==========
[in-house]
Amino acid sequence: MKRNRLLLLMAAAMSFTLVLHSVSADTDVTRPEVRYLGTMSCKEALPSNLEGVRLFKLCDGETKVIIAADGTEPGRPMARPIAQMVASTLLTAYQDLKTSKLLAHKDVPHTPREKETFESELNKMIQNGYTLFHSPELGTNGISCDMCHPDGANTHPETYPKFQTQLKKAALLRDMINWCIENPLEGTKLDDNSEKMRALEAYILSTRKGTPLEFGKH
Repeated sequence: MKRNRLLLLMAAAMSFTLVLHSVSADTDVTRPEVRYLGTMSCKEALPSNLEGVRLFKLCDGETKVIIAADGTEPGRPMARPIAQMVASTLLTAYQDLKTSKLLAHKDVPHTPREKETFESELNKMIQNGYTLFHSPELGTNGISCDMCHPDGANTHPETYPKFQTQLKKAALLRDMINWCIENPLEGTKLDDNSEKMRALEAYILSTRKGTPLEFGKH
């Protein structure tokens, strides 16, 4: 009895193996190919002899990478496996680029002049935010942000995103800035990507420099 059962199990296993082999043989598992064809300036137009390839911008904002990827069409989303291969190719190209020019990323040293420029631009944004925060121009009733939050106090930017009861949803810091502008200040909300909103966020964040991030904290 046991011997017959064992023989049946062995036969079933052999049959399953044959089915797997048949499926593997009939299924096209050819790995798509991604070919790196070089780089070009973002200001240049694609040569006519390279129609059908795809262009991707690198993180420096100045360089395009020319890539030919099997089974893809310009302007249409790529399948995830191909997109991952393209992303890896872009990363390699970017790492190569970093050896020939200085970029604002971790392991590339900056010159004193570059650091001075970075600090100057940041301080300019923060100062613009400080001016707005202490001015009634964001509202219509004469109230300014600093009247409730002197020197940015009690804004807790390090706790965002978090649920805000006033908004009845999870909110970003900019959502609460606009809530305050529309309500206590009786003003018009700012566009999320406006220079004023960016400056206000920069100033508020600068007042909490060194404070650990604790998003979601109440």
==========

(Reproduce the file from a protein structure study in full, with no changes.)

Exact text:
[in-house]
Amino acid sequence: MKRNRLLLLMAAAMSFTLVLHSVSADTDVTRPEVRYLGTMSCKEALPSNLEGVRLFKLCDGETKVIIAADGTEPGRPMARPIAQMVASTLLTAYQDLKTSKLLAHKDVPHTPREKETFESELNKMIQNGYTLFHSPELGTNGISCDMCHPDGANTHPETYPKFQTQLKKAALLRDMINWCIENPLEGTKLDDNSEKMRALEAYILSTRKGTPLEFGKH
Repeated sequence: MKRNRLLLLMAAAMSFTLVLHSVSADTDVTRPEVRYLGTMSCKEALPSNLEGVRLFKLCDGETKVIIAADGTEPGRPMARPIAQMVASTLLTAYQDLKTSKLLAHKDVPHTPREKETFESELNKMIQNGYTLFHSPELGTNGISCDMCHPDGANTHPETYPKFQTQLKKAALLRDMINWCIENPLEGTKLDDNSEKMRALEAYILSTRKGTPLEFGKH
């Protein structure tokens, strides 16, 4: 009895193996190919002899990478496996680029002049935010942000995103800035990507420099 059962199990296993082999043989598992064809300036137009390839911008904002990827069409989303291969190719190209020019990323040293420029631009944004925060121009009733939050106090930017009861949803810091502008200040909300909103966020964040991030904290 046991011997017959064992023989049946062995036969079933052999049959399953044959089915797997048949499926593997009939299924096209050819790995798509991604070919790196070089780089070009973002200001240049694609040569006519390279129609059908795809262009991707690198993180420096100045360089395009020319890539030919099997089974893809310009302007249409790529399948995830191909997109991952393209992303890896872009990363390699970017790492190569970093050896020939200085970029604002971790392991590339900056010159004193570059650091001075970075600090100057940041301080300019923060100062613009400080001016707005202490001015009634964001509202219509004469109230300014600093009247409730002197020197940015009690804004807790390090706790965002978090649920805000006033908004009845999870909110970003900019959502609460606009809530305050529309309500206590009786003003018009700012566009999320406006220079004023960016400056206000920069100033508020600068007042909490060194404070650990604790998003979601109440």